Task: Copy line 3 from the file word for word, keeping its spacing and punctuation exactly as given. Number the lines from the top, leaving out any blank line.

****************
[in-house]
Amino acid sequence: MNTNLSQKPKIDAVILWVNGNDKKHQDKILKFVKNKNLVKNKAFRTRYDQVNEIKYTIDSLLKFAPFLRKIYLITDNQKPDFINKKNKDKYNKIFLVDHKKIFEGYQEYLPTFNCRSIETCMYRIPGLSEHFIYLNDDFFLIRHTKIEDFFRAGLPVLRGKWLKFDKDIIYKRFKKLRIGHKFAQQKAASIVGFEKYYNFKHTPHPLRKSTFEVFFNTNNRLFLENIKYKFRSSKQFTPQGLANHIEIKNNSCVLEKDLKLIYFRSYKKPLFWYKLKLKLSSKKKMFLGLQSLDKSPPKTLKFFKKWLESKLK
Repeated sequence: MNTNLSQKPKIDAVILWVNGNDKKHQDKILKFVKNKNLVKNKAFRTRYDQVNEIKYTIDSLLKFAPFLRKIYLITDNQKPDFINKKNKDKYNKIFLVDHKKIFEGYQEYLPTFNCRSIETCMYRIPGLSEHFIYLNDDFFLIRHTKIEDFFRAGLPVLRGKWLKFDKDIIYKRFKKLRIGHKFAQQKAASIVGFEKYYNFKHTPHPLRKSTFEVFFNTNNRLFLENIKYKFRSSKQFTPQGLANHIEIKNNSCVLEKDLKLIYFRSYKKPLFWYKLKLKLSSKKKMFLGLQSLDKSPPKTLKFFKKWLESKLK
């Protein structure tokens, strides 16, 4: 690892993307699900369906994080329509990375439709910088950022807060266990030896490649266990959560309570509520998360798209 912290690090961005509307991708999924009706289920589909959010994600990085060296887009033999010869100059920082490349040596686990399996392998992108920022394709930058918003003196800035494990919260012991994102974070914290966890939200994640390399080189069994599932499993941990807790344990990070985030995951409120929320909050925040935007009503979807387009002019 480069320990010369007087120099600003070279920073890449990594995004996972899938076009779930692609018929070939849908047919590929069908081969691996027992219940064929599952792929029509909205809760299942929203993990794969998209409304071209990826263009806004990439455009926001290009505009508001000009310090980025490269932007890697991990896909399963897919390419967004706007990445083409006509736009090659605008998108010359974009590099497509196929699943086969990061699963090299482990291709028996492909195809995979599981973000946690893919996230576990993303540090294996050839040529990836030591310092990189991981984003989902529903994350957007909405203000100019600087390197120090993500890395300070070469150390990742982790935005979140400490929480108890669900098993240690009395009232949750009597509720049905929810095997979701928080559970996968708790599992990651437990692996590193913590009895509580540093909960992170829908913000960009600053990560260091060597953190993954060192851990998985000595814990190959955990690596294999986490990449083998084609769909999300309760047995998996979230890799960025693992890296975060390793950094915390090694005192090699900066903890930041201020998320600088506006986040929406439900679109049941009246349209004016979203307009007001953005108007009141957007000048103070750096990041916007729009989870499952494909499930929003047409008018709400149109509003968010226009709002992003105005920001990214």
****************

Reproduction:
Repeated sequence: MNTNLSQKPKIDAVILWVNGNDKKHQDKILKFVKNKNLVKNKAFRTRYDQVNEIKYTIDSLLKFAPFLRKIYLITDNQKPDFINKKNKDKYNKIFLVDHKKIFEGYQEYLPTFNCRSIETCMYRIPGLSEHFIYLNDDFFLIRHTKIEDFFRAGLPVLRGKWLKFDKDIIYKRFKKLRIGHKFAQQKAASIVGFEKYYNFKHTPHPLRKSTFEVFFNTNNRLFLENIKYKFRSSKQFTPQGLANHIEIKNNSCVLEKDLKLIYFRSYKKPLFWYKLKLKLSSKKKMFLGLQSLDKSPPKTLKFFKKWLESKLK